Book: Walking Disaster by Jamie McGuire, Simon & Schuster Audio, April 2, 2013
Book Info: New Adult / Contemporary Romance. Review copy provided by Simon & Schuster Audio. Running time: 11 hrs, 26 mins. Read by: Dan Bittner
Rating: 4 / 5 Stars
How much is too much to love?
Travis Maddox learned two things from his mother before she died: Love hard. Fight harder.
In Walking Disaster, the life of Travis is full of fast women, underground gambling, and violence. Just when he thought he was invincible, Abby Abernathy brings him to his knees.
Every story has two sides. In Jamie McGuire’s New York Times best seller Beautiful Disaster, Abby had her say. Now it’s time to see the story through Travis’s eyes.
Beautiful Disaster has kind of a love it or hate it reputation, but it is strangely addictive. Though I found Abby and Travis’s relationship (more than) a little crazy and unhealthy, there was still no doubt that I would read the companion book Walking Disaster. It is just too enticing to get Travis’ POV of the events. Walking Disaster gives new insight into events through Travis’ eyes with bonus scenes and an epilogue. I liked seeing how Travis’ mind works and I think I even preferred his POV to Abby’s. Some of the scenes felt like a retread of Beautiful Disaster, but the additional scenes with Travis and his family made up for it. The story felt fresh through new eyes, and made me interested in reading more about the Maddox brothers.
I re-read (listened) to Beautiful Disaster (review here) as a refresher before diving into this book. Not sure if it was necessary, but I wanted Abby’s POV fresh in my mind. Walking Disaster starts off with a prologue that lets us into Travis’ past before picking up with the current day events. The book answers all the burning questions about what’s going on in Travis’ head when he’s apart from Abby, and as he tries to figure her out when they’re together.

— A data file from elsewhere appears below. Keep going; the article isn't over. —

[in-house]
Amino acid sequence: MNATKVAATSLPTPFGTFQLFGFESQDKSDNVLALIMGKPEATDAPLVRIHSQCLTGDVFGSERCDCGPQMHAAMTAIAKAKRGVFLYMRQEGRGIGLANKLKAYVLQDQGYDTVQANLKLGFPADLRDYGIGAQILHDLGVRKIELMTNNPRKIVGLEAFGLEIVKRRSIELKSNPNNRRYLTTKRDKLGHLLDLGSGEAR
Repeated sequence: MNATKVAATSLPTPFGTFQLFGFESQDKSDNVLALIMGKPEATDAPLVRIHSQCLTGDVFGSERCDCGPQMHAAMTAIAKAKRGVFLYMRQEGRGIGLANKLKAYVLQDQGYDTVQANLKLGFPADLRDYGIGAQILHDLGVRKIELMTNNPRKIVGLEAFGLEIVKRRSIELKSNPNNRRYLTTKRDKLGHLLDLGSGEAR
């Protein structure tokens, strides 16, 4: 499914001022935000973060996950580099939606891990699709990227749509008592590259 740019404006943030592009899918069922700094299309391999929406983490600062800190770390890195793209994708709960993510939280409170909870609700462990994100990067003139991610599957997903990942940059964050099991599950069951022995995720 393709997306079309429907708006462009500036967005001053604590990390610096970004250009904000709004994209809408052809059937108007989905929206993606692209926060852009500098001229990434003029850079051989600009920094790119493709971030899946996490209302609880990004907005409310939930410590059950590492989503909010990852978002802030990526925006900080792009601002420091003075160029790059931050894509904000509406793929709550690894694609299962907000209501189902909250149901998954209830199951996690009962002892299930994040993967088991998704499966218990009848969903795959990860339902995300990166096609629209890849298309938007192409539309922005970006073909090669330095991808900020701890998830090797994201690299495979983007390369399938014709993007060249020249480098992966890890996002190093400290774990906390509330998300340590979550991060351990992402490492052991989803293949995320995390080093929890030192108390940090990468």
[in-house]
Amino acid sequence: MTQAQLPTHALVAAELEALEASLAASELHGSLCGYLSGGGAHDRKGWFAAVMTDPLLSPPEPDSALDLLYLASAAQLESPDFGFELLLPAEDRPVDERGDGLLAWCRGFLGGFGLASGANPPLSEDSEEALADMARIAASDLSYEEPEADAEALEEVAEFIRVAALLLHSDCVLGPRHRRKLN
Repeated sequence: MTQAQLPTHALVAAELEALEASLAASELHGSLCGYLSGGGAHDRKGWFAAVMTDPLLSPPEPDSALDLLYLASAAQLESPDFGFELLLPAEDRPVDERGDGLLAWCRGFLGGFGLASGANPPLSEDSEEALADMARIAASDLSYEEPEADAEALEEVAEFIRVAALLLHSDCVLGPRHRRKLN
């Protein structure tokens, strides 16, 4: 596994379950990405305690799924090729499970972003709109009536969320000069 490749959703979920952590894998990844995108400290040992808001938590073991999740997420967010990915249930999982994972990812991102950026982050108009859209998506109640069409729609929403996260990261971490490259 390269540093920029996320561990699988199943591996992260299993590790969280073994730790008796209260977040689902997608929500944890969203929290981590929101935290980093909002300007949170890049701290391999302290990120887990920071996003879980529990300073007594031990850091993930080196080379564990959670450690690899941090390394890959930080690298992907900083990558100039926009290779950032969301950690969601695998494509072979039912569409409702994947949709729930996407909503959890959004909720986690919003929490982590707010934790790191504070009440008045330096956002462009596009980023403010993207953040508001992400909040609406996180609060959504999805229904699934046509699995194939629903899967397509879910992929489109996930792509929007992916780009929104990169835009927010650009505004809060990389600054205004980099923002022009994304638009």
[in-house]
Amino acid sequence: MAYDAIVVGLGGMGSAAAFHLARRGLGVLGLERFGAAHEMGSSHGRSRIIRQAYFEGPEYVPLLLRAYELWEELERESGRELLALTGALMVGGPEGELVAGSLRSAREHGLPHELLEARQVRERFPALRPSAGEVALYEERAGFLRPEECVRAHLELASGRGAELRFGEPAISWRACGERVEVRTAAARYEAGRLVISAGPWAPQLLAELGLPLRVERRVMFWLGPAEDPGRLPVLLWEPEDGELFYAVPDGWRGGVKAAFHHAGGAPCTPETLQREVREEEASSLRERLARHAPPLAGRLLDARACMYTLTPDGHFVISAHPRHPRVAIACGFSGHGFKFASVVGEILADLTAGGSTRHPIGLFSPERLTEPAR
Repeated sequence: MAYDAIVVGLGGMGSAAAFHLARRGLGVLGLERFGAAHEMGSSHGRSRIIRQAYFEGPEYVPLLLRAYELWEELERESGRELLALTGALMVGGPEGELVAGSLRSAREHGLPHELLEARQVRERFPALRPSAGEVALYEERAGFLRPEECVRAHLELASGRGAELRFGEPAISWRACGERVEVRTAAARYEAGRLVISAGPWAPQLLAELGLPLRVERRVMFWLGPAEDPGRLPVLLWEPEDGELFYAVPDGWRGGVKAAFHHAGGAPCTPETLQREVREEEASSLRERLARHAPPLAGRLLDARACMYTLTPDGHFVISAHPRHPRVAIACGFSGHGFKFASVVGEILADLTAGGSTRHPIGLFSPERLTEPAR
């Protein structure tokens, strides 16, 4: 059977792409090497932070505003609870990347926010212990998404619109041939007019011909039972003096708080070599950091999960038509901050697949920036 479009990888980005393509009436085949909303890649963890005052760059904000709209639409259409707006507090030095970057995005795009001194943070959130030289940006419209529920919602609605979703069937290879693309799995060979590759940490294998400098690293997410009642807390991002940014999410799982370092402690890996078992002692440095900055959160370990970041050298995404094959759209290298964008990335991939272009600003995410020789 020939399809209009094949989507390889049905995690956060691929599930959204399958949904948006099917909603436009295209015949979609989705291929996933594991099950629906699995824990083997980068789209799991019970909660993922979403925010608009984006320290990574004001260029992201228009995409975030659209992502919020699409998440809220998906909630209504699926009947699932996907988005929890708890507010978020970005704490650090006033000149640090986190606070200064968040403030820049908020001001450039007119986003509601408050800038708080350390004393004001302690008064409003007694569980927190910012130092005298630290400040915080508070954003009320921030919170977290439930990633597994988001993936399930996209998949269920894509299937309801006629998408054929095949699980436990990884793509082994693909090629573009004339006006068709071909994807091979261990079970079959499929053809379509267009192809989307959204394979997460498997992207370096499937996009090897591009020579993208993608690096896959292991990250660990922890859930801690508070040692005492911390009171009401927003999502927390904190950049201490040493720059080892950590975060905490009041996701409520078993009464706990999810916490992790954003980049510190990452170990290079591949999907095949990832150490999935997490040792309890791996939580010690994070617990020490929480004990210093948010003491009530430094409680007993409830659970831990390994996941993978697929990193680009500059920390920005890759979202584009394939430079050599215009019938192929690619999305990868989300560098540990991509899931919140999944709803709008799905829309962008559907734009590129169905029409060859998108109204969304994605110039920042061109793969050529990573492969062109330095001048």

“The way I feel about you . . . it’s crazy.”
“You got the crazy part right,” she snapped, pulling away from me.
In Beautiful Disaster Travis gives off quite an unstable vibe so I was wondering if my opinion of him would change in this book. Walking Disaster does make Travis more relatable and sympathetic. There are still things that drove me crazy about both of them, but it was easier to read the events through Travis’ POV.
The pacing in Walking Disaster worked better for me overall. In Beautiful Disaster my attention started to wane after the Vegas trip, but in this book the readability was more consistent. Yes, some of the scenes with Abby were repetitive but the scenes with Travis and his family and Shepley shined.
I listened to the audiobook of Walking Disaster, read by Dan Bittner. Beautiful Disaster had a female narrator (Emma Galvin) and she did an outstanding job, but of course it wouldn’t make sense to have a female narrator for a book with a male POV. Dan Bittner does a great job with the narration, and his strength is with the male character’s voices. It took me some time to warm up to his voice for Travis, but I do think he captured his essence overall. He reads with confidence and swagger and with Travis’s no apologies manner. I would listen to more books narrated by Bittner- he has a pleasant voice to listen to.
If you liked Beautiful Disaster, I think you’ll appreciate Walking Disaster. It answers some questions about Travis and provides some closure from the first book. It’s like Beautiful Disaster with bonus features. I wouldn’t mind reading more books about the Maddox family, or reading something totally new from Jamie McGuire.